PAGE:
|Numéro de publication||US5063937 A|
|Type de publication||Octroi|
|Numéro de demande||US 07/581,579|
|Date de publication||12 nov. 1991|
|Date de dépôt||12 sept. 1990|
|Date de priorité||12 sept. 1990|
|État de paiement des frais||Caduc|
|Numéro de publication||07581579, 581579, US 5063937 A, US 5063937A, US-A-5063937, US5063937 A, US5063937A|
|Inventeurs||Bertram N. Ezenwa, William P. Couch|
|Cessionnaire d'origine||Wright State University|
|Exporter la citation||BiBTeX, EndNote, RefMan|
|Citations de brevets (32), Référencé par (150), Classifications (5), Événements juridiques (4)|
|Liens externes: USPTO, Cession USPTO, Espacenet|
The present invention relates generally to a system for making impedance measurements of body tissue and, more particularly, to such a "bio-impedance" system which can measure the impedance of body tissue over a range of frequencies.
There are a number of commercially available systems which measure the impedance of body tissue by applying a current or voltage signal to the tissue and measuring the resulting voltage or current to determine the impedance of the tissue which is representative, for example, of fluid content within the tissue. As is well known, such systems can be used to measure blood flow, monitor heart functions, monitor fluid build-up within the lungs and perform similar functions for medically related research and patient treatment. All of the known commercially available systems apply a single frequency signal to make the impedance measurements.
There is a need for a bio-impedance measuring system which is capable of making measurements at any frequency within a range of frequencies to permit the study of electrical impedances of intracellular and extracellular fluid composition. Such measurements are essential for determining total body fluid in an intensive care unit, for trauma situations, for dialysis, for physical fitness evaluations (body fat), and similar applications. Problems encountered in developing multiple frequency bio-impedance measurement systems include the difficulty of maintaining low intensity constant drive current through body tissue loads which vary, and the ability to make consistent and accurate determinations of resistive and reactive impedance components at varying loads and different frequencies.
An impedance measuring system utilizing two different frequency signals is disclosed in U.S. Pat. No. 3,851,641. In this system, two different frequency electrical signals are alternately passed through body tissue with the resulting voltage signals being sensed. In-phase coherent detection is performed to remove out-of-phase signal components. The in-phase voltage signals are subtracted from one another to derive a measure of only the internal impedance of the body tissue.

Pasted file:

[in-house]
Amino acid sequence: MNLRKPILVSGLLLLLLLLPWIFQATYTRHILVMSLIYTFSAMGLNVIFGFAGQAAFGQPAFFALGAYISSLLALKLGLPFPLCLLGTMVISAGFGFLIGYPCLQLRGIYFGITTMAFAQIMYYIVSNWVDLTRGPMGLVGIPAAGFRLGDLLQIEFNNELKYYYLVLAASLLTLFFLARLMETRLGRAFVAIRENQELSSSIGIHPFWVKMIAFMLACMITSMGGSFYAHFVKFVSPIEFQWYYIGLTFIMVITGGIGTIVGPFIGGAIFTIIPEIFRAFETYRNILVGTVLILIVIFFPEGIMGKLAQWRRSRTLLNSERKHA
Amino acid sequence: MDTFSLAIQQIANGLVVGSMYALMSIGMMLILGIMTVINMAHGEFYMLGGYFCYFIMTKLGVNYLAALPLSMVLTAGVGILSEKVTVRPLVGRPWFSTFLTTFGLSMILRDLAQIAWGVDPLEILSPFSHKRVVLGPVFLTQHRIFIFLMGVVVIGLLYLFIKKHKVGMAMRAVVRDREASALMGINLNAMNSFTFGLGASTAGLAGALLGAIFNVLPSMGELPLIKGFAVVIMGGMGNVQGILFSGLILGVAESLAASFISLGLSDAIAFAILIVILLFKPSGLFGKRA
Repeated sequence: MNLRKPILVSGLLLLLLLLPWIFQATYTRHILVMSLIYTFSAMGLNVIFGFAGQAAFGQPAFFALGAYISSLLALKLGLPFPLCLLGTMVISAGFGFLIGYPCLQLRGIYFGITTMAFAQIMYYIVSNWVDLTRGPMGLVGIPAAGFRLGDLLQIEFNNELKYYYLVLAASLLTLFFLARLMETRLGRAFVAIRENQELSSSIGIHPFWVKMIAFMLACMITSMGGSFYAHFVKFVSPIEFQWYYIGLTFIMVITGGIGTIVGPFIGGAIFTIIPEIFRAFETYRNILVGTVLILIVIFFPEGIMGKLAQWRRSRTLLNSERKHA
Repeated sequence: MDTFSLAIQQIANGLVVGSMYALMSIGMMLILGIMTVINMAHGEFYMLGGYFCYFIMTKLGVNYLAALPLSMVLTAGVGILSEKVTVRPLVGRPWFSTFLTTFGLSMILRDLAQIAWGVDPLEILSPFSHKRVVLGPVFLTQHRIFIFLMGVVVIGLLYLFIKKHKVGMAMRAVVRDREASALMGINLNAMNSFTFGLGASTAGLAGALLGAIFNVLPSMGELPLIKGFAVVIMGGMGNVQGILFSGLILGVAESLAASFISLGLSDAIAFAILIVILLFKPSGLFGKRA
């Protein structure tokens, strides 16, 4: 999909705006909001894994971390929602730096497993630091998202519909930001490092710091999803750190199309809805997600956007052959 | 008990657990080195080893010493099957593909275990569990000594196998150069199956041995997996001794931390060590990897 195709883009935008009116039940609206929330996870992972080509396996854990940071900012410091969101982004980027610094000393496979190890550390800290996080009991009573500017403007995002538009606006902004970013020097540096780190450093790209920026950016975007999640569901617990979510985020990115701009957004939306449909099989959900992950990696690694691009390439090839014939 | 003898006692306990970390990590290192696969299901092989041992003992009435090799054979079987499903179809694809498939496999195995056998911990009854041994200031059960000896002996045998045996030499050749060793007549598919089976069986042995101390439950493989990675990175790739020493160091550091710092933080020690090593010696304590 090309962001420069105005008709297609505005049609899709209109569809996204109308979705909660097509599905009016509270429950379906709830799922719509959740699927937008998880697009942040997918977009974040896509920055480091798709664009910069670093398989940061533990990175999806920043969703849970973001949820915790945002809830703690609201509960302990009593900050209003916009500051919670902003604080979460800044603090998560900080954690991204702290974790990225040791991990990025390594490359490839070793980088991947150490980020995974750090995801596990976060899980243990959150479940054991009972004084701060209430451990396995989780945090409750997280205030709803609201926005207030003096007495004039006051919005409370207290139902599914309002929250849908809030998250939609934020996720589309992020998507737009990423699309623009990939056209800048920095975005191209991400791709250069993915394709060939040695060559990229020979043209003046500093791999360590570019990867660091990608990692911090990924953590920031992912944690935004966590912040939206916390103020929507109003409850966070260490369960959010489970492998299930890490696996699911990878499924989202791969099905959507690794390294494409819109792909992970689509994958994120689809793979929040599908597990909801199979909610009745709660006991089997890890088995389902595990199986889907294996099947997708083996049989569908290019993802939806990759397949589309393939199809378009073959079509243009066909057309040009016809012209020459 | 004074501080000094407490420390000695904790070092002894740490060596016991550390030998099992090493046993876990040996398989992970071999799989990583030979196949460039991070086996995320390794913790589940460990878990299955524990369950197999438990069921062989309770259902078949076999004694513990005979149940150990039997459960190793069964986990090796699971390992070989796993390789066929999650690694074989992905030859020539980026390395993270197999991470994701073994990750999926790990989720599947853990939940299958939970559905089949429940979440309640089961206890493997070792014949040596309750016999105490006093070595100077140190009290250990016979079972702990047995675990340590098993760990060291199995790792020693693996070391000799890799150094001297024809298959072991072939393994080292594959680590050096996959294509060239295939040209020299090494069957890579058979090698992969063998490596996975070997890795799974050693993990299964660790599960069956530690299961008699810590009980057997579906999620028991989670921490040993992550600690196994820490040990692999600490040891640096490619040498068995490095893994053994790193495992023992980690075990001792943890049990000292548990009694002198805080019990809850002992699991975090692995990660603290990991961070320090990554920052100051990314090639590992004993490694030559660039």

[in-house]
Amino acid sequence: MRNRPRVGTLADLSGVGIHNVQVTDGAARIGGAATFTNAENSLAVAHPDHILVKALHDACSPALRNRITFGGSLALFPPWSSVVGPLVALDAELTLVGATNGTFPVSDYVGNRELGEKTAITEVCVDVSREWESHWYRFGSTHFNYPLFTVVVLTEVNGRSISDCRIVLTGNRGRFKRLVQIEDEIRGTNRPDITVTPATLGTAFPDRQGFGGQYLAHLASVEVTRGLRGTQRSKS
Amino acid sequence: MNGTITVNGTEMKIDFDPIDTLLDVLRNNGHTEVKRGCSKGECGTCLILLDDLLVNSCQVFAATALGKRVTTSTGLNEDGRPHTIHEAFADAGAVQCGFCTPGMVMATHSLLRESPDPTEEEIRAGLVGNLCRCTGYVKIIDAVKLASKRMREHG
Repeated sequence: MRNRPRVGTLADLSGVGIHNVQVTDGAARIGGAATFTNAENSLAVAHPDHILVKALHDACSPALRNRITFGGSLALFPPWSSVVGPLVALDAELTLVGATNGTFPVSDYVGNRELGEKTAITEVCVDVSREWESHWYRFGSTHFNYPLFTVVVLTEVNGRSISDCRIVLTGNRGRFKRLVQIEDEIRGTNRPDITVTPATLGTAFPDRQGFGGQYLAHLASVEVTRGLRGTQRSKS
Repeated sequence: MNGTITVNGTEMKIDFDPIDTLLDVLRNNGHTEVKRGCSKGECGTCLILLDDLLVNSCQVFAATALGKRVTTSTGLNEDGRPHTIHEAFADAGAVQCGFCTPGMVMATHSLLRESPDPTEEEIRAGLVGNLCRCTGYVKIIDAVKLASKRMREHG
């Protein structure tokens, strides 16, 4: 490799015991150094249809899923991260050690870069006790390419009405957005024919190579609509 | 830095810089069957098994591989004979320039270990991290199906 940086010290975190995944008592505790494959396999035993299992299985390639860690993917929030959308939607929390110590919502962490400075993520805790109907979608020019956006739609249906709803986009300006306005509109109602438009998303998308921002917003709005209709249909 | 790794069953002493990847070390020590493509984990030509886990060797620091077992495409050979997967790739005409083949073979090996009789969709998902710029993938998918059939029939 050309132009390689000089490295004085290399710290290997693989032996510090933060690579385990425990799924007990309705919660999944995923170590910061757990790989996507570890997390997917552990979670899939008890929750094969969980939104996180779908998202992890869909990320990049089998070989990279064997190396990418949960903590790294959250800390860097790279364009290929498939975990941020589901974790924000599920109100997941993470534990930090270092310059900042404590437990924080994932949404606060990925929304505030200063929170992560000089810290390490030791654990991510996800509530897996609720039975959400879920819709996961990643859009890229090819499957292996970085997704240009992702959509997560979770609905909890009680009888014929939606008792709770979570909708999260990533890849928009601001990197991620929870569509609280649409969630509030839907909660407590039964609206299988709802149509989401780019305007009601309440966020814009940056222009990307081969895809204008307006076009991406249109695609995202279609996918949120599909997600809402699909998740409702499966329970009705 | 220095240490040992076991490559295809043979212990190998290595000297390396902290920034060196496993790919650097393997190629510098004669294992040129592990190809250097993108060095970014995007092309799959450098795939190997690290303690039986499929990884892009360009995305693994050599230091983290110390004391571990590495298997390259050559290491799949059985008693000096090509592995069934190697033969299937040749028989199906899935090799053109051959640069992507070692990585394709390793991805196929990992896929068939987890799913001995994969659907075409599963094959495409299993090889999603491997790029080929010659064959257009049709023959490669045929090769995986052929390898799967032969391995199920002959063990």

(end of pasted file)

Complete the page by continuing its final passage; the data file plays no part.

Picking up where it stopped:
Two different frequency signals are also used in U.S. Pat. No. 4,793,362 wherein change in body fluid is monitored by placing a pair of electrodes at spaced locations on a body, such as a wrist and diametrically opposed ankle, and passing two different high frequency signals through the body via the electrodes. Another pair of electrodes is place in the current path of the first pair of electrodes for measuring body impedance at the two frequencies. A microprocessor utilizes the impedance measurements in an empirical formula to calculate the change in fluid weight of the body.
Thus, while it is known to measure the impedance of body tissue utilizing a single frequency signal applied to the tissue or two frequency signals alternately applied to the tissue, the need for a multiple frequency bio-impedance measuring system which is capable of making impedance measurements at any frequency within a range of frequencies still remains.
This prior art need is met by the system of the present invention which permits noninvasive examination of living tissue at any one of a plurality of frequencies. Initially, precise frequency control is provided by a phase locked loop (PLL) circuit which is adjustable among at least a plurality of frequencies by locking the loop to the output signal generated by a voltage controlled oscillator (VCO) divided by a selectable divisor. Thus, by selecting the divisor of the output signal of the VCO, the frequency is changed and, due to the use of a PLL circuit, each selected frequency is stably maintained. Electrodes connecting the circuit to tissue to be monitored are driven by a high-Q filter and buffer amplifier which convert the square wave output from a voltage controlled clipper circuit to a sine wave signal. The clipper circuit receives the output signal from the VCO and is part of a feedback loop which maintains a constant examination current for the system. By monitoring the examination current via a precision resistor, a current reference signal is generated and used in the feedback loop to maintain the current at a substantially constant but selectable level. The reference signal is also used to drive a resistance synchronous detector and a reactance synchronous detector to derive resistance and reactance signals, respectively, which are representative of the resistance and reactance of the tissue at the selected measuring frequency. The resistance and reactance signals are displayed individually or via a shared display, preferably a digital display.
In accordance with one aspect of the present invention, a multiple frequency system provides for the noninvasive examination of living tissue by measuring the impedance of the tissue at any one of a plurality of frequencies via electrode means connecting the system to living tissue to be examined. The system comprises signal generator means for generating a stable frequency output signal which can be selectively varied over a range of frequencies. Electrode drive means apply a substantially constant current examination signal derived from the stable frequency output signal to the electrode means. Current control means is connected between the signal generator means and the electrode drive means for regulating the current level of the constant current examination signal. Signal processor means monitors an impedance signal generated in response to the constant current examination signal and generates an impedance signal representative of the impedance of the tissue, the signal processor means being coupled to the current control means to complete a current control feedback loop for maintaining the current level of the constant current examination signal.